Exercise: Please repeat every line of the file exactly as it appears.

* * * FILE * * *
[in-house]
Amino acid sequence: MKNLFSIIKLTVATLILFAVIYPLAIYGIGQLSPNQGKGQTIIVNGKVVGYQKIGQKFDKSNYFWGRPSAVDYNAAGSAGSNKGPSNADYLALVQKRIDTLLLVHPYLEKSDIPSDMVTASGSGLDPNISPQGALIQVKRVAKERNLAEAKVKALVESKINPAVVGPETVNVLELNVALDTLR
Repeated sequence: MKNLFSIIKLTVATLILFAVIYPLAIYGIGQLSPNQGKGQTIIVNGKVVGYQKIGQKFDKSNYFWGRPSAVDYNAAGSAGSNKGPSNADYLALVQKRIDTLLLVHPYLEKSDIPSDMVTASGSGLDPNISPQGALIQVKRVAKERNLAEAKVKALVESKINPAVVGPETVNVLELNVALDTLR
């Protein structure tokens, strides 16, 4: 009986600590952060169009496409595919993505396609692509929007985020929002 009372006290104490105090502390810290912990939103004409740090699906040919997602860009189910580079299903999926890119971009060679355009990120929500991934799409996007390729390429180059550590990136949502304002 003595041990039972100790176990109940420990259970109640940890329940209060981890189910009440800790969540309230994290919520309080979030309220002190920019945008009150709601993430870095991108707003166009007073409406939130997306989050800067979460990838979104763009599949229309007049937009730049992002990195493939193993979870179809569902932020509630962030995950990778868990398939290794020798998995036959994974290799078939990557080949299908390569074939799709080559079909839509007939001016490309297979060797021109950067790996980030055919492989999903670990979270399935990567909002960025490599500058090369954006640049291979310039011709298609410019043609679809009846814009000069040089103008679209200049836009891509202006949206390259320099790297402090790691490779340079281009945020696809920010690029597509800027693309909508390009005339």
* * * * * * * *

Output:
[in-house]
Amino acid sequence: MKNLFSIIKLTVATLILFAVIYPLAIYGIGQLSPNQGKGQTIIVNGKVVGYQKIGQKFDKSNYFWGRPSAVDYNAAGSAGSNKGPSNADYLALVQKRIDTLLLVHPYLEKSDIPSDMVTASGSGLDPNISPQGALIQVKRVAKERNLAEAKVKALVESKINPAVVGPETVNVLELNVALDTLR
Repeated sequence: MKNLFSIIKLTVATLILFAVIYPLAIYGIGQLSPNQGKGQTIIVNGKVVGYQKIGQKFDKSNYFWGRPSAVDYNAAGSAGSNKGPSNADYLALVQKRIDTLLLVHPYLEKSDIPSDMVTASGSGLDPNISPQGALIQVKRVAKERNLAEAKVKALVESKINPAVVGPETVNVLELNVALDTLR
């Protein structure tokens, strides 16, 4: 009986600590952060169009496409595919993505396609692509929007985020929002 009372006290104490105090502390810290912990939103004409740090699906040919997602860009189910580079299903999926890119971009060679355009990120929500991934799409996007390729390429180059550590990136949502304002 003595041990039972100790176990109940420990259970109640940890329940209060981890189910009440800790969540309230994290919520309080979030309220002190920019945008009150709601993430870095991108707003166009007073409406939130997306989050800067979460990838979104763009599949229309007049937009730049992002990195493939193993979870179809569902932020509630962030995950990778868990398939290794020798998995036959994974290799078939990557080949299908390569074939799709080559079909839509007939001016490309297979060797021109950067790996980030055919492989999903670990979270399935990567909002960025490599500058090369954006640049291979310039011709298609410019043609679809009846814009000069040089103008679209200049836009891509202006949206390259320099790297402090790691490779340079281009945020696809920010690029597509800027693309909508390009005339």